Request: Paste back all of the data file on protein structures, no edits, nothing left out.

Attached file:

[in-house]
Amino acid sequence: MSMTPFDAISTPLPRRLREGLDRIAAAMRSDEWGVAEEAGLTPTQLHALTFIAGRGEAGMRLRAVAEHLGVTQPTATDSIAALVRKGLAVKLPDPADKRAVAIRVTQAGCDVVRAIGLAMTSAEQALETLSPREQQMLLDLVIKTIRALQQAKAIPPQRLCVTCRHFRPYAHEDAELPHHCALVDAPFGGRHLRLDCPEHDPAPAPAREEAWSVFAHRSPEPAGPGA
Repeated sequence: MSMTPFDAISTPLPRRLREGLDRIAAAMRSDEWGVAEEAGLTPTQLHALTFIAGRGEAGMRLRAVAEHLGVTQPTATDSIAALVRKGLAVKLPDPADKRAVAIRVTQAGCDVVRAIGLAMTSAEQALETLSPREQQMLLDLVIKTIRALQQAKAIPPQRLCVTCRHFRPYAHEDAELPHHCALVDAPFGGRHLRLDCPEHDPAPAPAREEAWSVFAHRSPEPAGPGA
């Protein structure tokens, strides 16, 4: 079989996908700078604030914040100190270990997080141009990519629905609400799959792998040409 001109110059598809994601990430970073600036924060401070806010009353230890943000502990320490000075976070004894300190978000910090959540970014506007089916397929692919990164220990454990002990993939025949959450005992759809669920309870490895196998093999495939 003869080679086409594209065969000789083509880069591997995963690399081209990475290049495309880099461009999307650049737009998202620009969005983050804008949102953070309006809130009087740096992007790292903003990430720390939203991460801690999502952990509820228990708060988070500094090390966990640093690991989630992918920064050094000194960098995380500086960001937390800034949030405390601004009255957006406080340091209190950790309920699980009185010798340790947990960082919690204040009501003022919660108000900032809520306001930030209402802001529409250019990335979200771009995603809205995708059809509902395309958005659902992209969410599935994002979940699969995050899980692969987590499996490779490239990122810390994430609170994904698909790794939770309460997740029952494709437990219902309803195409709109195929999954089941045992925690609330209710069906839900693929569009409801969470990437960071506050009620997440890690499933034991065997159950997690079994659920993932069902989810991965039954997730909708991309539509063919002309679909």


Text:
[in-house]
Amino acid sequence: MSMTPFDAISTPLPRRLREGLDRIAAAMRSDEWGVAEEAGLTPTQLHALTFIAGRGEAGMRLRAVAEHLGVTQPTATDSIAALVRKGLAVKLPDPADKRAVAIRVTQAGCDVVRAIGLAMTSAEQALETLSPREQQMLLDLVIKTIRALQQAKAIPPQRLCVTCRHFRPYAHEDAELPHHCALVDAPFGGRHLRLDCPEHDPAPAPAREEAWSVFAHRSPEPAGPGA
Repeated sequence: MSMTPFDAISTPLPRRLREGLDRIAAAMRSDEWGVAEEAGLTPTQLHALTFIAGRGEAGMRLRAVAEHLGVTQPTATDSIAALVRKGLAVKLPDPADKRAVAIRVTQAGCDVVRAIGLAMTSAEQALETLSPREQQMLLDLVIKTIRALQQAKAIPPQRLCVTCRHFRPYAHEDAELPHHCALVDAPFGGRHLRLDCPEHDPAPAPAREEAWSVFAHRSPEPAGPGA
């Protein structure tokens, strides 16, 4: 079989996908700078604030914040100190270990997080141009990519629905609400799959792998040409 001109110059598809994601990430970073600036924060401070806010009353230890943000502990320490000075976070004894300190978000910090959540970014506007089916397929692919990164220990454990002990993939025949959450005992759809669920309870490895196998093999495939 003869080679086409594209065969000789083509880069591997995963690399081209990475290049495309880099461009999307650049737009998202620009969005983050804008949102953070309006809130009087740096992007790292903003990430720390939203991460801690999502952990509820228990708060988070500094090390966990640093690991989630992918920064050094000194960098995380500086960001937390800034949030405390601004009255957006406080340091209190950790309920699980009185010798340790947990960082919690204040009501003022919660108000900032809520306001930030209402802001529409250019990335979200771009995603809205995708059809509902395309958005659902992209969410599935994002979940699969995050899980692969987590499996490779490239990122810390994430609170994904698909790794939770309460997740029952494709437990219902309803195409709109195929999954089941045992925690609330209710069906839900693929569009409801969470990437960071506050009620997440890690499933034991065997159950997690079994659920993932069902989810991965039954997730909708991309539509063919002309679909």